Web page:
The fact Salvini is even able to win votes with his rightist demagogy is due to the bitterness and frustration resulting from decades of “left-wing” austerity.

Since the early 1990s, when the Christian Democrats and Socialists sank in a whirlpool of corruption, Italian politics have followed a regular pattern. Right-wing governments led by media billionaire Berlusconi alternated with so-called centre-left governments, led either by technocrats or by the PD itself. While the former generously handed out money to the party’s corrupt clientele, the latter cut spending again at the expense of the working class.

This policy was covered up by the trade unions and several pseudo-left parties (Rifondazione Comunista, SEL, Sinistra Italiana, etc.), which suppressed every independent movement of the working class and helped the centre-left governments, if necessary, to gain a majority.

The result has been a social disaster. At just under 10 percent, the Italian unemployment rate is the third highest in Europe and rises to over 28 percent among young people. The pension system was shattered by PD governments after the financial crisis of 2008, the labour laws eroded, the growth of precarious work encouraged, and the net income of the lower groups reduced by up to 25 percent. Nevertheless, public debt has reached a record 135 percent of gross domestic product (GDP) and the Italian banking system is on the brink of collapse.

The conflicts between Salvini’s Lega, Renzi’s PD and the other establishment parties are purely tactical. They revolve around how best to enforce social attacks on the working class, and on foreign policy issues, in particular the attitude toward the European Union and Russia. There is consensus on the need for further social attacks, in the face of the banking crisis and a looming international recession.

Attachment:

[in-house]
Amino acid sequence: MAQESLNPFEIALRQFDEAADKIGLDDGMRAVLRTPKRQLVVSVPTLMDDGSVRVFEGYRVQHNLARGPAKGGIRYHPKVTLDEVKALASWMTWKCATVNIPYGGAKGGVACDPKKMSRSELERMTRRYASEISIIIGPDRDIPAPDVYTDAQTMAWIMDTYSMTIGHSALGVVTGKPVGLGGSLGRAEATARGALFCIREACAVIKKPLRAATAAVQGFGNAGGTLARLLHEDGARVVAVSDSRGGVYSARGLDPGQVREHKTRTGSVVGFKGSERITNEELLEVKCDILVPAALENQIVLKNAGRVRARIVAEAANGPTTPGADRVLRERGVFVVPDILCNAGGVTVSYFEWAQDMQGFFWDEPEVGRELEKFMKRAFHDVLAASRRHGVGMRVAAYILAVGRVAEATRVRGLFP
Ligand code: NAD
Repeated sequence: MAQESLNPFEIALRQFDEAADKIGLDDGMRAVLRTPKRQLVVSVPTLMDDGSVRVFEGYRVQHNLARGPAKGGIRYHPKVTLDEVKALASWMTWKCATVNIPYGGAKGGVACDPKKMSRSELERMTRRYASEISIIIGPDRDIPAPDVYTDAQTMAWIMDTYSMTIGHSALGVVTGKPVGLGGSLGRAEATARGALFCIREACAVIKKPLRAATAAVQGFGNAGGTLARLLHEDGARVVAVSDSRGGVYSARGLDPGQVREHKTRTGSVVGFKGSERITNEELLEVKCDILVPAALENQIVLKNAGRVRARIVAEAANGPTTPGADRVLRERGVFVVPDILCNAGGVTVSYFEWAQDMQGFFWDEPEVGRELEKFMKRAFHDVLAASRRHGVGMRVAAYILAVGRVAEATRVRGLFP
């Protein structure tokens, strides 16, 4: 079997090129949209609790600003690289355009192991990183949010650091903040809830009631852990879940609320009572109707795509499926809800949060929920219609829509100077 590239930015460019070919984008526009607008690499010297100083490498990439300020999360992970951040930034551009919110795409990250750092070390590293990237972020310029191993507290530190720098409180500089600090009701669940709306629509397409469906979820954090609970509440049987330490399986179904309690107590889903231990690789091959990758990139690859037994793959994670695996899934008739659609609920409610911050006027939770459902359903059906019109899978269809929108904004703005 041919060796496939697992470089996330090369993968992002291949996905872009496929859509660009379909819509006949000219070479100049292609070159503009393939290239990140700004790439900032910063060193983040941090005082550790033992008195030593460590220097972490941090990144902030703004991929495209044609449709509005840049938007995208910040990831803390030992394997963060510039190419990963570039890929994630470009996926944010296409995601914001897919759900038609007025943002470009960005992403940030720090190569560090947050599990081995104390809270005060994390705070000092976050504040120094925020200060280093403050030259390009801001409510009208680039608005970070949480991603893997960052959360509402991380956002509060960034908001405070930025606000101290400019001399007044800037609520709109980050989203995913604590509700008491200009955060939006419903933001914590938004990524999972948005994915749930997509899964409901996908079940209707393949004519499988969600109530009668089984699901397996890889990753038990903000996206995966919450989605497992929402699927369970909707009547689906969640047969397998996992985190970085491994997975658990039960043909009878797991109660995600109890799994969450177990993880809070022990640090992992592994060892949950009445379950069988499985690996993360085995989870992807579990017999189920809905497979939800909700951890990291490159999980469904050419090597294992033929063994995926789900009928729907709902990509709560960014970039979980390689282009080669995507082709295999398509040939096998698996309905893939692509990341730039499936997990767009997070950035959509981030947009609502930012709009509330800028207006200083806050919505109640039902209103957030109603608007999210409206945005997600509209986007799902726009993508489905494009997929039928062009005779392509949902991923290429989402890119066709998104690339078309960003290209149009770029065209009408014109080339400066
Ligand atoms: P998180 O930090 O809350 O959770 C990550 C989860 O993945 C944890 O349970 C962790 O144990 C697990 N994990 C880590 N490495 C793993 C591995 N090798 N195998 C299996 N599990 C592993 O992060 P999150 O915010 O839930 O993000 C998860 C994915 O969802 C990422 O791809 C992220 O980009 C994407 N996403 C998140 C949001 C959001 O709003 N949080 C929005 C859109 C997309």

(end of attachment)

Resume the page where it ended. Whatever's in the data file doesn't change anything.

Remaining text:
The parallels with other countries, especially the US, are obvious. Donald Trump, a representative of the ruling elites, has used the social cuts implemented by President Barack Obama to channel frustration with the social catastrophe into reactionary channels and mobilize fascist elements. In Germany, the far-right Alternative for Germany (AfD) owes its rise to a conspiracy within the state apparatus, in particular the secret service, and the support of other parties.

In the Italian parliamentary election of March 2018, the Five-Star Movement filled the political vacuum left by the Democrats and the pseudo-lefts. It proclaimed itself an anti-establishment party, claiming to be “neither left nor right” and became the strongest party, with a 33 percent vote share. But within a short time it confirmed the Marxist insight that the petty bourgeoisie is incapable of independent politics and, in times of crisis, works with the most reactionary sections of the bourgeoisie if the working class cannot show a progressive way out of the social impasse.